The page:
More information: Astronomy & Astrophysics, www.aanda.org/articles/aa/pdf/ … 15/11/aa27274-15.pdf This document is subject to copyright. Apart from any fair dealing for the purpose of private study or research, no part may be reproduced without the written permission. The content is provided for information purposes only. (Phys.org)—Exoplanet hunters have so far found hundreds of alien worlds using the transit method. They observe the visual brightness of the star, which drops when a planet crosses in front of the parent star’s disk. However, only a handful of grazing exoplanets—meaning exoplanets that partially transit the host-star’s disc—have been detected and confirmed. Astronomers from the University of Porto in Portugal blame giant dark polar spots on host stars for the difficulties of finding new grazing planets. Their research appears in the November issue of Astronomy & Astrophysics journal. Journal information: Astronomy & Astrophysics © 2015 Phys.org Explore further Astronomers find ‘cousin’ planets around twin stars Schematic view of a grazing planet occulting a polar spot. Credit: M. Oshagh et al. Citation: Astronomers explain the low number of discovered grazing planets (2015, November 9) retrieved 18 August 2019 from https://phys.org/news/2015-11-astronomers-grazing-planets.html When a planet passes in front of a star, it blocks out a tiny portion of the star’s light, reducing its brightness. If the planet, during its transit, does not fully cover the stellar disk, the planetary transit is said to be grazing. While astronomers have discovered plenty of planets, detecting them as they pass in front of a star, only eight have been detected by partial transit of the star’s disk. For example, one of the grazing exoplanets is WASP-67 b, which was detected in 2011. This planet is known to undergo only partial eclipses and its grazing nature was confirmed by a detailed study. The lack of second and third contact makes WASP-67 b hard to track down and complicates accurate measurements of its physical parameters.Prior to the newest research conducted by astronomers from the University of Porto, there has been no study explaining why only so few grazing planets have been discovered. In the new paper, the researchers explore possible explanations for this phenomenon. They point to dark giant polar spots on the host stars.”Our hypothesis to explain the insufficient number of grazing planets is based on the assumption that many grazing planets transit host stars with a dark giant polar spot. As a consequence, the transit light curves disappear due to the occultation of the grazing planet and the polar spot,” the researchers wrote in the paper.Large, dark spots located near the stellar rotational axis, either at high latitude or covering the pole, are common features on stars. They are usually much cooler than the stellar photosphere. The occultation of these dark stellar spots by a planet can generate anomalous results when using the transit method and may lead to an incorrect estimate of the planetary parameters.”If a grazing planet crosses a large polar spot, then the transit depth decreases significantly, considering that the limb-darkening also causes a decrease in the transit depth when compared to a central transit,” the scientists explain.They assume that this leads to a lower signal-to-noise ratio and may cause the transit signal to be below the detection threshold. The signal could be even completely missed. If so, there should be many more planets yet undetected, including planet candidates that were discovered by NASA’s Kepler spacecraft, known as the Kepler Object of Interest (KOI).”We found that more grazing planets should have been detected than have been detected,” the paper reads.The list of detected KOIs could contain many grazing planet candidates, but they have yet to be confirmed. The researchers conclude that at least some of them should be real, and if confirmed, they will partially fill the observed gap of grazing transiting planets. They encourage exoplanet hunters to perform more careful analyses when using grazing transit method in the future.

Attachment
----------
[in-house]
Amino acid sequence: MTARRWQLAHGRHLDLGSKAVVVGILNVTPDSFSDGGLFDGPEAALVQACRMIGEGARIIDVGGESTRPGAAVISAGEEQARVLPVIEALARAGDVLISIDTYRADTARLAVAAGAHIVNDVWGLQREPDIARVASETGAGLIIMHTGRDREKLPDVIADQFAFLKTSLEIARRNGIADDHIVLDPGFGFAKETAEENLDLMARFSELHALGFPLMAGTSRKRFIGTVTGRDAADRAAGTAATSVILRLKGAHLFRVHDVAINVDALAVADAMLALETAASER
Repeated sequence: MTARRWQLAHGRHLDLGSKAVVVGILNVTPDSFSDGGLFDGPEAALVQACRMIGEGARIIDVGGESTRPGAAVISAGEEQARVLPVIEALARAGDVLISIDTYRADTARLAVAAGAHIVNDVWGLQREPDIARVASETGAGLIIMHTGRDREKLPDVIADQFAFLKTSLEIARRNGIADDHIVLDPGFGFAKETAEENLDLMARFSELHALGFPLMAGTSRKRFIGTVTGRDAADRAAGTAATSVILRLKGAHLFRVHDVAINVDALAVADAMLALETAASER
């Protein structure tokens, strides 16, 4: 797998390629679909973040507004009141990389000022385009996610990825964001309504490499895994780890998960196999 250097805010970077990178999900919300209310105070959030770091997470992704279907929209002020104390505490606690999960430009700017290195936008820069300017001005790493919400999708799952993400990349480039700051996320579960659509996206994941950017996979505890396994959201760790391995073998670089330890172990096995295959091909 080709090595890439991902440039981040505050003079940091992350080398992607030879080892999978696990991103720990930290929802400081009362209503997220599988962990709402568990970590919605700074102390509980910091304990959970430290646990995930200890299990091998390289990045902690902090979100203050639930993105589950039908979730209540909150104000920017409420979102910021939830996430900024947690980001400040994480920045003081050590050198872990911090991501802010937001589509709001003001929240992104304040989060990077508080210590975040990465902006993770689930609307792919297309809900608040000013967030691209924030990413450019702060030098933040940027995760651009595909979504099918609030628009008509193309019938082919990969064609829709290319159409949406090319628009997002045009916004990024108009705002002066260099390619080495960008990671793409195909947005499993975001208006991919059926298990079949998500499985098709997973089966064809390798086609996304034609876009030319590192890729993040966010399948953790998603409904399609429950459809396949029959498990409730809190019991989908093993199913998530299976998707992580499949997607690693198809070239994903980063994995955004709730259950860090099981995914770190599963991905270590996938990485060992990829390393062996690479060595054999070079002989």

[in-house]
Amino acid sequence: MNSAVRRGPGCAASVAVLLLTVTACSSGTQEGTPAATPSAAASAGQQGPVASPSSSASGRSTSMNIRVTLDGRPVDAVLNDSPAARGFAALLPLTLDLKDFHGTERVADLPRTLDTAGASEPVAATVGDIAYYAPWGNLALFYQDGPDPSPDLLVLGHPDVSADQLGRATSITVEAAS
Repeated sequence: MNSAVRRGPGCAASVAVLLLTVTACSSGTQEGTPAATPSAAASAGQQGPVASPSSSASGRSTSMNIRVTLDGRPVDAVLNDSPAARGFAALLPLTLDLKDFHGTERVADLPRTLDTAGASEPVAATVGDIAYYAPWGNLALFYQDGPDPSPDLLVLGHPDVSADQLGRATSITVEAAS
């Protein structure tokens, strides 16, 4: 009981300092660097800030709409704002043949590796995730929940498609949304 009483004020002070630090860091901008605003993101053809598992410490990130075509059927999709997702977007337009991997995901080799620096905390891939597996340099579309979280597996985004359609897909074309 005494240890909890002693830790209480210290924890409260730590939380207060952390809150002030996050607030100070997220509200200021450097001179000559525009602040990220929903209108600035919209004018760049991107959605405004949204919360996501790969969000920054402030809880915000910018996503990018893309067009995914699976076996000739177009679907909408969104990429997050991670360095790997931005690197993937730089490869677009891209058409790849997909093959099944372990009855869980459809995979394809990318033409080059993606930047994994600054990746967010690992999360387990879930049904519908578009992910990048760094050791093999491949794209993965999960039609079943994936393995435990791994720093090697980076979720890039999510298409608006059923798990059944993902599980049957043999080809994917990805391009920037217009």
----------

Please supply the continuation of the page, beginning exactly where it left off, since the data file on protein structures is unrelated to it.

Journal information: Science Advances Oscillating flow and light pulses can be used to create reconfigurable architecture in liquid crystals. Materials scientists can carefully engineer concerted microfluidic flows and localized optothermal fields to achieve control on nucleation , growth and shape of such liquid domains. In comparison, pure liquids in thermodynamic equilibrium are structurally homogeneous. Experimental work based on theory and simulations have shown that if the liquids are maintained in a controlled state of nonequilibrium, the resulting structures can be indefinitely stabilized. Sculpted liquids can find applications in microfluidic devices to selectively encapsulate solutes and particles into optically active compartments to interact with external stimuli for a variety of medical, healthcare and industrial applications. In a recent study published in Science Advances, Tadej Emeršič and co-workers in Slovenia and the USA developed pure nematic liquid crystals (NLC), where they dynamically manipulated defects and reconfigurable states of the materials by the simultaneous application of multiple external fields. Solid materials can exhibit distinct structural phases simultaneously, a property that can be manipulated to engineer functionality. However, in pure liquids at equilibrium, such structural phases that correspond to grain boundaries and defects do not arise. While liquids exhibit a number of attractive features including the ability to wet surfaces, demonstrate high diffusion coefficients and absolute compliance, it is challenging to include additional functionalities to liquids due to their inherent homogeneity. Complex behavior is observed in multicomponent synthetic and biological mixtures and the resulting structures are difficult to manipulate since they occur in out-of-equilibrium situations. Such situations generally involve multiple components with sharp miscibility and gradients between hydrophilic and hydrophobic domains as well. , Reviews of Modern Physics In the study, the flow-aligned dowser state was stable under strong flows but unstable in weak flow. Depending on the flow velocity, the dowser domains could grow and shrink in the experiments as seen in numerical simulations. The scientists calculated the criteria for growth and shrinking of domains in time and indicated how the domains grew, shrunk or annihilated along the channel.By carefully applying the laser tweezers, the scientists showed that a steady stream of domains could be produced by dissecting the original bulk dowser with a moving laser spot, where the laser melted the sides of the material’s phase boundary. A growing domain at higher flow velocity could thus be split longitudinally in half, with a static laser beam at low light intensities. The laser tweezers allowed dynamic control of the size, number and lifetime of generated dowser domains, which were further manipulated by modulating the periodic flow velocity. For instance, under uniform flow, the dowser field aligned uniformly along the direction of flow to either grow or shrink, depending on the regime of the velocity. The scientists were able to tune and actively control the flow as a constant-sized domain that could be stably maintained for more than ten seconds. Explore further Growing and shrinking dowser domains in numerically simulated nematic microflows. Simulation of a laser-induced defect loop in a channel either undergoing expansion or shrinkage, subject to a strong or a weak pressure-driven flow. Top: top view of the channel showing defect loop. Bottom: side view showing the evolution of dowser structure. Elastic constants of 5CB are adopted in the calculation. Credit: Science Advances, doi: 10.1126/sciadv.aav4283 The work represented an ideal experimental model of a quasi-two-dimensional (2D) orientation material phase. In the initial stationary state within a microfluidic channel, the heated material appeared black. When the flow was turned on, depending on the velocity of flow, the birefringent appearance changed from black to bright colors. The flow aligned domains evolved in this way to either grow or annihilate with flow velocity. The materials scientists named the flow regime the ‘bowser state’ due to the bowed profile of the material and the flow aligned state as the ‘dowser state’ due to its analogy to the so-called dowser field in nematostatics, where nematostatics is the charge density of elastic nematic materials, analogous to electrostatics. The dowser state has an anisotropic orientation with its own elastic behavior, topological defects and solitons (a solitary wave packet that maintains its shape while propagating at constant velocity). In comparison, the bowser state is effectively isotropic and simple in the simplified 2D view. The scientists were able to control the shape, splitting and coalescence of these phase domains. Emeršič et al. conducted all experiments at room temperature, driving and controlling fluid flow in the microchannel with a pressure-driven microfluidic flow control system. They studied the flow regimes, reorientation dynamics and flow-driven deformations of 5CB in the microchannels using polarized light microscopy. The scientists built laser tweezers around the inverted optical microscope with an IR fiber laser operating at 1064 nm as a light source, and a pair of acoustic-optic deflectors driven by a computerized system to precisely manipulate the beam. Producing a steady stream of dowser domains by chopping the bulk dowser state with a moving laser spot. By moving an isotropic island of laser-heated nematic phase transversely across the phase boundary between the dowser and bowser state (black) one can produce a uniform train of dowser domains. Recorded under crossed polarizers at 30 fps, the view field size is 480 µm × 120 µm. Credit: Science Advances, doi: 10.1126/sciadv.aav4283 , Physical Review Letters © 2019 Science X Network Furthermore, in the model developed by Emeršič et al., they showed how the flow direction could be reversed for the dowser domain, leading to a rapid reversal of orientation from the previous state of equilibrium. In addition, the dowser field could couple to external magnetic and electric fields and gradients of the channel thickness to determine the control, flow steering and optical tuning of the 5CB nematic material. The scientists observed the direct response to the external stimuli clearly through birefringence in the study and determined this to be a suitable method to measure the viscoelastic and rheological properties of the material. Emeršič et al. envision the possibility of conducting chemical reactions in such enclosed volumes in practice, as previously shown with liquid crystal templates. In addition to that, based on the principles outlined by Emeršič and co-workers, a 3D printing system can be engineered to contain liquids, within which complex and out-of-equilibrium structures can be created and stabilized. The experimental models developed in this study using standard thermotropic LCs are also transferrable to active and biological materials with nematic behavior. The proposed and demonstrated method is a technical tool in materials science, with potential applications in biophysics, chemistry and chemical engineering. Multimaterial 3-D laser microprinting using an integrated microfluidic system Nematic liquid crystals (NLCs) are the simplest form of liquid crystal molecules without orderly positions, and they differentiate from pure liquids at the level of the molecular orientation. NLCs have a range of properties that allow them to serve as microreactors and conduct inherent polymerization reactions for intriguing future applications. Current work in the field is still experimental, for example, nematic flows in microfluidic environments, which highlight the potential cross-talk between topological defects in different fields of velocity and molecular orientation. In this work, the scientists observed the phase interface with NLCs for the first time, experimentally accomplished by generating polar-phase domains that were controlled by combining microfluidic confinement, fluid flow rates and laser pulses in practice. Emeršič et al. used the single-component nematic material pentyl-cyanobiphenyl (5CB) in all experiments performed in linear microfluidic channels with a rectangular cross-section. The scientists fabricated the channels with polydimethylsiloxane (PDMS) relief and indium tin oxide (ITO)-coated glass substrates using standard soft lithography procedures. They then filled the microfluidic channels with 5CB in its heated isotropic phase and allowed it to cool down to the nematic phase, before beginning the flow experiments. The scientists also chemically treated the microchannel walls to engineer a strong homeotropic surface to anchor the 5CB molecules. This document is subject to copyright. Apart from any fair dealing for the purpose of private study or research, no part may be reproduced without the written permission. The content is provided for information purposes only. Expansion and contraction of laser-nucleated dowser domains in a moderate nematic microflow. The lifetime of the domain is proportional to the critical velocity and the initial size. Recorded under crossed polarizers at 30 fps, the view field size is 480 µm × 120 µm. Credit: Science Advances, doi: 10.1126/sciadv.aav4283 Nucleation of orientation phase domains in pressure-driven nematic microflows. (A) Schematic illustration of a channel with homeotropic anchoring on the top and bottom surfaces used in the experiment; IR, infrared; ITO, indium tin oxide. (B) The nematic in a channel looks black between crossed polarizers in the absence of flow and gains visible birefringence due to flow-driven director distortion that traps a domain of the flow-aligned state (also called the dowser state from here on); n denotes the nematic director. Strongly absorbed light of the laser tweezers heats the NLC, creating an isotropic (Iso) island that is quenched into the nematic (N) phase when the laser is switched off. The dense tangle of defects coarsens into a single defect loop that traps a flow-aligned dowser state, identifiable as a green area at low velocity. (C) The laser-induced nucleation of dowser domains can be automated and their shape can be dynamically controlled by tuning the flow parameters. Crossed double arrows indicate the orientation of the polarizers. White empty arrows in the bottom left corners indicate direction and qualitative velocity of the flow throughout the paper. Credit: Science Advances, doi: 10.1126/sciadv.aav4283 , Nature Materials Citation: Sculpting stable structures in pure liquids (2019, February 21) retrieved 18 August 2019 from https://phys.org/news/2019-02-sculpting-stable-pure-liquids.html Systematic reshaping of dowser domains under laser action and oscillatory flows. (A) Moving the laser beam transversely across the bulk dowser pinches off a uniform “train” of the domains. (B) A static beam at a low power of 80 mW generates a small isotropic region that cuts a large dowser domain longitudinally in half. (C) The shape and size of the domain can be maintained over long time and length scales by periodically modulating the driving pressure around the value that induces the desired average flow rate. (D) Under an alternating flow, a dowser domain reverses orientation every time the flow direction is changed. The reorientation creates surface point defects and realigning fronts, visible under the microscope as a rapid color change. The energetically unfavorable “old” orientation shrinks into a narrow 2π soliton and pinches the domain boundary (black arrows). (E) Sufficiently rapid flow reversal creates point defect pairs connected by solitons. With the flow turned off, the characteristic length goes to infinity, and the solitons expand, revealing their signature profile in transmitted light intensity (inset). In a slow residual flow, flow-aligned parts shrink more slowly than parts with unfavorable orientation. Scale bars, 20 μm. Credit: Science Advances, doi: 10.1126/sciadv.aav4283 Scientists have developed active matter in the form of living colonies and bioinspired synthetic counterparts. They printed hydrophobic/hydrophilic domains on to liquid mixtures by relying on surfactant nanoparticles and controlled non-equilibrium systems to demonstrate the motion and transition between different rheological regimes. Liquid crystals (LCs) are an ideal system to study the phenomena of interest, such as spontaneous symmetry breaking, topological defects, orientation ordering and external stimuli based phase transitions. More information: Tadej Emeršič et al. Sculpting stable structures in pure liquids, Science Advances (2019). DOI: 10.1126/sciadv.aav4283Xiaoguang Wang et al. Topological defects in liquid crystals as templates for molecular self-assembly, Nature Materials (2015). DOI: 10.1038/nmat4421Anupam Sengupta et al. Liquid Crystal Microfluidics for Tunable Flow Shaping, Physical Review Letters (2013). DOI: 10.1103/PhysRevLett.110.048303Gareth P. Alexander et al. Publisher’s Note:Colloquium: Disclination loops, point defects, and all that in nematic liquid crystals [Rev. Mod. Phys.RMPHAT0034-686184, 497 (2012)], Reviews of Modern Physics (2012). DOI: 10.1103/RevModPhys.84.1229